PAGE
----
The ransom letter is signed "Two Desperate Men." The apparent intent is to suggest that these kidnappers are capable of doing anything if the boy's father does not meet their demands. The word "desperate" is intended to suggest that they know themselves to be outside the law. They are already...
The ransom letter is signed "Two Desperate Men." The apparent intent is to suggest that these kidnappers are capable of doing anything if the boy's father does not meet their demands. The word "desperate" is intended to suggest that they know themselves to be outside the law. They are already destined to be executed or gunned down for the terrible crimes they have committed in the past. But the signature might also suggest that they are in dire need of the money. If they don't get it from Ebenezer Dorset, they won't know where to turn next. Mr. Dorset might read his own interpretation into the signature. He might not be in the least intimidated by their broad hint that they are capable of killing his son. He knows, for one thing, that they are in more danger from Johnny (aka Red Chief) than the boy is from them. Mr. Dorset, knowing his boy so well, might understand that these two men are getting "desperate" because they have a tiger by the tail, so to speak. Bill and Sam have already had serious problems with the kid. For example:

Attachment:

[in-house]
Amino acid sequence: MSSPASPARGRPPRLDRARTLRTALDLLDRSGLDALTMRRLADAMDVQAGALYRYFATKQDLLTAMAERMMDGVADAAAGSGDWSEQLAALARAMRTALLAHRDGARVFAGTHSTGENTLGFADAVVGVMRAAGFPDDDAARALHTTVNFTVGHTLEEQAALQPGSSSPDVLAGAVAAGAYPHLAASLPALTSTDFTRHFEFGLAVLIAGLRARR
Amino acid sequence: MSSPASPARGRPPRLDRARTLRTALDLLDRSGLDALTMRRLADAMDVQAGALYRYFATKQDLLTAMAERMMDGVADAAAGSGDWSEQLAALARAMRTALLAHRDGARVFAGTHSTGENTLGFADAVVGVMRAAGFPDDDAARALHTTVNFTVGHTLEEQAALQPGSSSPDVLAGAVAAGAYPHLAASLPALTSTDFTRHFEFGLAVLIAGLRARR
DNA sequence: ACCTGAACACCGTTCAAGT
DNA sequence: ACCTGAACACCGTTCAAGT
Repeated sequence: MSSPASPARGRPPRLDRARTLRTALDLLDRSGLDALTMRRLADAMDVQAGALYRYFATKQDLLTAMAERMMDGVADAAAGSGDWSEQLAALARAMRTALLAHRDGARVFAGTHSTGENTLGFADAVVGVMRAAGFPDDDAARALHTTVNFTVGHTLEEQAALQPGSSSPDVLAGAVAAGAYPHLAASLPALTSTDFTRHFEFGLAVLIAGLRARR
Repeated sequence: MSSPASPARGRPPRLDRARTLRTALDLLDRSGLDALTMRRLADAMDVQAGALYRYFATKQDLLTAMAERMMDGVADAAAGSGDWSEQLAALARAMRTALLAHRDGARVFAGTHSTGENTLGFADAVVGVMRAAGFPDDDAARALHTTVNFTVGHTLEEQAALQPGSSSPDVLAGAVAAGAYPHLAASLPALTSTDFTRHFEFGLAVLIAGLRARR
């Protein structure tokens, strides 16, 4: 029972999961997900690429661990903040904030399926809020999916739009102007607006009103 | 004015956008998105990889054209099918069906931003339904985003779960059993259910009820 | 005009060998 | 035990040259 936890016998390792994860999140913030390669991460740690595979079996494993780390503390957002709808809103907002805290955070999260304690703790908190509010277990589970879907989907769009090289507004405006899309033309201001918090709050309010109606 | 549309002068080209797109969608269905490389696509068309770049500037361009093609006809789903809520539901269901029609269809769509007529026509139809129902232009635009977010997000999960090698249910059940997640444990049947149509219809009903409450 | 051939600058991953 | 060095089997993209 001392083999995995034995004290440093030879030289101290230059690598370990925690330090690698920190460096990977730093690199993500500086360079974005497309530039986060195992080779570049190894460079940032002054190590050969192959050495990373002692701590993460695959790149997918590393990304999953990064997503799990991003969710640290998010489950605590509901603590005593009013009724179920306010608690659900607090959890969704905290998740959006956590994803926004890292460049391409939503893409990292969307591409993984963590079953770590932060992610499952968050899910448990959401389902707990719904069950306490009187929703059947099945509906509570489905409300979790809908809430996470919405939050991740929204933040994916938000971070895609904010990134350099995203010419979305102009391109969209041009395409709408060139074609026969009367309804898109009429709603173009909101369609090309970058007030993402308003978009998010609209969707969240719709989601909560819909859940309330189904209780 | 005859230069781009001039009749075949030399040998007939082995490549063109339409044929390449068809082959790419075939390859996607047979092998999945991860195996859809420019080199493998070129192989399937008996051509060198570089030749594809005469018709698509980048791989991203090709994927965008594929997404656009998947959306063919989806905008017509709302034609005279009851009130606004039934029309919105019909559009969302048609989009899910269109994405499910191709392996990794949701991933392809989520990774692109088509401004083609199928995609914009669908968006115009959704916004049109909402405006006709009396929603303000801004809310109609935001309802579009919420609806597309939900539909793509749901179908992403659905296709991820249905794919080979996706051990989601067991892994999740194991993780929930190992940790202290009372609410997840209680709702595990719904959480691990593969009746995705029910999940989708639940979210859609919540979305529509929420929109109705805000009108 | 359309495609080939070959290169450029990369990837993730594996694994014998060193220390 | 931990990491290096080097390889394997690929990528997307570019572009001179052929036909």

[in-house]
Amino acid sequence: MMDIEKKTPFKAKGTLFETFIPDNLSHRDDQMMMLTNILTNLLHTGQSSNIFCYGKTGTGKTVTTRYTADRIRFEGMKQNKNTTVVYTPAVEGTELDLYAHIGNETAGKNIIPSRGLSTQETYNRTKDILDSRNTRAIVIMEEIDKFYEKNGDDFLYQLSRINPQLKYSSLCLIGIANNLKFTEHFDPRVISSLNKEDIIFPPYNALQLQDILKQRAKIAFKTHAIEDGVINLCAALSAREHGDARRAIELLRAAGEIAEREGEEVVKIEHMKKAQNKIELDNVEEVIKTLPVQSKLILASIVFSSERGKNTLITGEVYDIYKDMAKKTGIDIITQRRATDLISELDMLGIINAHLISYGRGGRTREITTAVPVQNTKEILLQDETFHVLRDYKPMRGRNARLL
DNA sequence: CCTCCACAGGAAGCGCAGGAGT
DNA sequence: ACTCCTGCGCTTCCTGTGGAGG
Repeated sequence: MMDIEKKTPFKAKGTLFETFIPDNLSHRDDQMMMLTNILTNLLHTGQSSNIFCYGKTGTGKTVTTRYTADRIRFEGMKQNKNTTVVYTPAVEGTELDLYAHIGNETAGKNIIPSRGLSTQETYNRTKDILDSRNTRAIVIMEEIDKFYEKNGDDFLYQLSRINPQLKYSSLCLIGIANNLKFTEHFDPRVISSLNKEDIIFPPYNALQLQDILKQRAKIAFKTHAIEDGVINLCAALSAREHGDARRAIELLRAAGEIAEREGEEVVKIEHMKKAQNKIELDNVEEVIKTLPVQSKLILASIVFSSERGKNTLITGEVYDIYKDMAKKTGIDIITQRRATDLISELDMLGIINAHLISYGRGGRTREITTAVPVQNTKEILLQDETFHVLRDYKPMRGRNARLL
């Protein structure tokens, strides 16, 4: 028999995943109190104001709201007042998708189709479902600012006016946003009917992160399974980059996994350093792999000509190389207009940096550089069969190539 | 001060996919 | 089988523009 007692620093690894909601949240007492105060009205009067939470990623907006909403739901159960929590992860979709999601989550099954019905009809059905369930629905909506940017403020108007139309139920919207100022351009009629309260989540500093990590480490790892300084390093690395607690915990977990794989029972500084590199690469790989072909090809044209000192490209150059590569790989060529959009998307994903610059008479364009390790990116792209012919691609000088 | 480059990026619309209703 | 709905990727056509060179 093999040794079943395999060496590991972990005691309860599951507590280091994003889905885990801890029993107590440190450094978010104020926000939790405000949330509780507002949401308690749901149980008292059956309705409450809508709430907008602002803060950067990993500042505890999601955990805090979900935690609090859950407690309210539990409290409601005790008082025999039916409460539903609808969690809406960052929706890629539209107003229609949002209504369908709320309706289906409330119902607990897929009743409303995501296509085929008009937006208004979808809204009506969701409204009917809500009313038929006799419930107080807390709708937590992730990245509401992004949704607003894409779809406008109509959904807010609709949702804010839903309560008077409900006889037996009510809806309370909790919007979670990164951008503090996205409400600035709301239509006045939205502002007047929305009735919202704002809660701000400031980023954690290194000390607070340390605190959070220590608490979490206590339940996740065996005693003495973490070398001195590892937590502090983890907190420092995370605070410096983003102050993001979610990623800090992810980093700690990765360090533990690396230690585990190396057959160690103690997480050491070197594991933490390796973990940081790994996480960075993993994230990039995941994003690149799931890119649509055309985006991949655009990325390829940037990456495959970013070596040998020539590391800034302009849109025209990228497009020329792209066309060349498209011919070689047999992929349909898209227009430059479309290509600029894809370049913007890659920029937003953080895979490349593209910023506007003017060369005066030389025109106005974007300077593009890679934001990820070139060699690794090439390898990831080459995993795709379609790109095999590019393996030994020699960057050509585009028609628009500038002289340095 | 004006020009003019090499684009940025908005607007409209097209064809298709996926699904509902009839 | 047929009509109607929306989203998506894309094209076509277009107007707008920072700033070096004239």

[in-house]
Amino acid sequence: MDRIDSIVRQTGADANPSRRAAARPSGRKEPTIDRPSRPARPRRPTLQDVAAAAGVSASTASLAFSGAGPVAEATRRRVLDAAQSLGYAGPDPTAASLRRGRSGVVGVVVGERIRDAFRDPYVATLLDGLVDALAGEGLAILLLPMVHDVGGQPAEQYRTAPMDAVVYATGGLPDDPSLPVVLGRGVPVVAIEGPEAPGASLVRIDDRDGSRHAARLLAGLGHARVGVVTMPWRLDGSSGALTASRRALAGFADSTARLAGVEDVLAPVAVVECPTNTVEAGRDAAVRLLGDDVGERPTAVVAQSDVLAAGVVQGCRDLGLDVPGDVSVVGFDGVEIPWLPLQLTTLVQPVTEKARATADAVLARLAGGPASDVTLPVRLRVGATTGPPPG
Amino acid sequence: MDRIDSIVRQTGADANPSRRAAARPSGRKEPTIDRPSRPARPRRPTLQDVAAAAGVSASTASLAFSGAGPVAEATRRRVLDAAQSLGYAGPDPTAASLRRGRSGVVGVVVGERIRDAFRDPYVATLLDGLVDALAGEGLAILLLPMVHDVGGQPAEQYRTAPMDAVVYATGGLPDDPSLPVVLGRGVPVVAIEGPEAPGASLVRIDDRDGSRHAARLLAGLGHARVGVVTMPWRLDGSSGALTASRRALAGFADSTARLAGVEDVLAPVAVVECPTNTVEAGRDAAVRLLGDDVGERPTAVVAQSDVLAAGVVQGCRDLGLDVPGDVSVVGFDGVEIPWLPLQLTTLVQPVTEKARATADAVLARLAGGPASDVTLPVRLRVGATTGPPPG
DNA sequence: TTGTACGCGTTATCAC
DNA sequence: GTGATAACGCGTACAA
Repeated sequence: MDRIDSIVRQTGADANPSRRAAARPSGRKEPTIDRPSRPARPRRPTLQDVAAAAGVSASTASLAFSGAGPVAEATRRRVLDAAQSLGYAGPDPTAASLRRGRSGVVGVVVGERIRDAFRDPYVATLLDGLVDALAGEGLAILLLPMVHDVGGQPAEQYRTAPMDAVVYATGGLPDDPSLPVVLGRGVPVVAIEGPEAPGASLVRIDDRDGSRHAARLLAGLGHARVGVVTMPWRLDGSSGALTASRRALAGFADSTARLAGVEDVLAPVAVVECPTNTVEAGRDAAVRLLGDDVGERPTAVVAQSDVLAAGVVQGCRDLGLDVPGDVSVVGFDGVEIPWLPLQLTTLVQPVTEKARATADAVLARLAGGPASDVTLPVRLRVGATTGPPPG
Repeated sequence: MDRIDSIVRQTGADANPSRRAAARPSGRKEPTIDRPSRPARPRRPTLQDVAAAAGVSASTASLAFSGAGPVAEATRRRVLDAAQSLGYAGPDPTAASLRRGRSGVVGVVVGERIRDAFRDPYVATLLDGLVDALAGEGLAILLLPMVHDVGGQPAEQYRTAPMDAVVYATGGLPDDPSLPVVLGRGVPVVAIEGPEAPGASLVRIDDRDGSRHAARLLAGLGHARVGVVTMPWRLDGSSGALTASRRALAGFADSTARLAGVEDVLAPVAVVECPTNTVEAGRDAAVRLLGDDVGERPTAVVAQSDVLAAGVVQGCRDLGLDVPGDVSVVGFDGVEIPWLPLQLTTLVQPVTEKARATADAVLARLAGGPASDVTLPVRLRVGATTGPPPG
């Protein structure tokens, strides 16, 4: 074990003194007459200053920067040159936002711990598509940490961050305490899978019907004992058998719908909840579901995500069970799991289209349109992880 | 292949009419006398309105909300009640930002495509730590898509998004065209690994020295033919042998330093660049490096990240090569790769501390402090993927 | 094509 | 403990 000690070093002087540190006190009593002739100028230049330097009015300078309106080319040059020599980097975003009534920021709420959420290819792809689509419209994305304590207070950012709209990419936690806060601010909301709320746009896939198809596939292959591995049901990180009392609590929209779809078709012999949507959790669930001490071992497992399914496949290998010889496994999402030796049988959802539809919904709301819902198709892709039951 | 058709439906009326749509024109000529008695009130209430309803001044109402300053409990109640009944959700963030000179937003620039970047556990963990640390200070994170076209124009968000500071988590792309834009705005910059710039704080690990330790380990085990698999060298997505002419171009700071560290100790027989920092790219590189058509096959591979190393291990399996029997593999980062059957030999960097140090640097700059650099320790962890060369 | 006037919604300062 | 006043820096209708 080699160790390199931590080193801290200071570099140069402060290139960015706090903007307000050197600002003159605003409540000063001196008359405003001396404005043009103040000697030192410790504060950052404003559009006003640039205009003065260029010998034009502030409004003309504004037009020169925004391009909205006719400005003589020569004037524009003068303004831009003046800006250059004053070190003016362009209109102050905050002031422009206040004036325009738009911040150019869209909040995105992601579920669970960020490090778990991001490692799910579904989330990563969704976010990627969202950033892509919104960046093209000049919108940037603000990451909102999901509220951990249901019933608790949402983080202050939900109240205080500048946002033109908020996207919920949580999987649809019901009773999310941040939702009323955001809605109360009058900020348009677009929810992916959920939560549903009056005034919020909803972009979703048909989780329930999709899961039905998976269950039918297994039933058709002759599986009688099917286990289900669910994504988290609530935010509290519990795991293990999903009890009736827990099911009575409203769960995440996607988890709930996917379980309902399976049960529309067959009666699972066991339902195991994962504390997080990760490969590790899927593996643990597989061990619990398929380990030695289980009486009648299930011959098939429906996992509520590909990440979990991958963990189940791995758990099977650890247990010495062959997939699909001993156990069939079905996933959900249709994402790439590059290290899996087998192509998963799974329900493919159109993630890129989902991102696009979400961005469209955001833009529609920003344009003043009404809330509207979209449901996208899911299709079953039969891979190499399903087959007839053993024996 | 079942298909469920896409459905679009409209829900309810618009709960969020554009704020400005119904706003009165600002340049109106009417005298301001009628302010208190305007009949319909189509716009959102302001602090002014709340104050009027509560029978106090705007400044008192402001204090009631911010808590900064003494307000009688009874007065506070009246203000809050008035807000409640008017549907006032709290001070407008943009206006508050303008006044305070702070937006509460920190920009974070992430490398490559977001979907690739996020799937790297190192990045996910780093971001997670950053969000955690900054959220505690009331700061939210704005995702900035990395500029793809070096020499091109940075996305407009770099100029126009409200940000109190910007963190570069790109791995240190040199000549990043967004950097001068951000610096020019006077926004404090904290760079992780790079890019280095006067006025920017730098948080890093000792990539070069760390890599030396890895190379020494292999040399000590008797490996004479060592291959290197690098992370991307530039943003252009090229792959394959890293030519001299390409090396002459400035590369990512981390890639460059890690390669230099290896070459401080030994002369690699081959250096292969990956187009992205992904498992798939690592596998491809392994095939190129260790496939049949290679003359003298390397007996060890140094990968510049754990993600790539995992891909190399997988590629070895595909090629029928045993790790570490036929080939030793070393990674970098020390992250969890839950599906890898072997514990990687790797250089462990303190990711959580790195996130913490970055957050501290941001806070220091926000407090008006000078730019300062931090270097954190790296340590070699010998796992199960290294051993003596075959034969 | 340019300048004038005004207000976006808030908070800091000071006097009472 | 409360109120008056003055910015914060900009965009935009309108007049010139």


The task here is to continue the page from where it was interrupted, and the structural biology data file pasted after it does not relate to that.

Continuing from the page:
Just then we heard a kind of war-whoop, such as David might have emitted when he knocked out the champion Goliath. It was a sling that Red Chief had pulled out of his pocket, and he was whirling it around his head. I dodged, and heard a heavy thud and a kind of a sigh from Bill, like a horse gives out when you take his saddle off.
Mr. Dorset remains very calm, cool and collected throughout this kidnapping experience. Like his son Johnny, he does not behave in the way he is supposed to behave. Johnny should be frightened and submissive, which he is not. The father should be overwhelmed by the fact that his precious little boy is in the hands of two desperate men. But Ebenezer Dorset apparently doesn't care much whether they kill little Johnny or return him. The two desperate men may have saved Dorset a lot of trouble by kidnapping his hellcat son. When the father offers to take Red Chief off their hands if they pay him $250, he is showing his negative valuation of his offspring. He is not behaving like a stereotypical father, any more than Johnny is behaving like a stereotypical kidnap victim. The whole story is based on this dramatic irony.
Bill and Sam continue to grow more desperate until Dorset's offer looks good to both of them. They have a hard enough time getting Red Chief to go back home and stay there long enough for them to make their getaway.
So the word "desperate" in the signature is unintentionally ambiguous and also unintentionally revealing. It is intended to suggest that the two kidnappers will kill Johnny if they don't get the ransom money. But it also suggests that they need that money badly and so are willing to negotiate, even though the letter says: "These terms are final, and if you do not accede to them no further communication will be attempted." And, finally, the signature confirms Ebenezer Dorset's expectation that his son will drive his captors to desperation.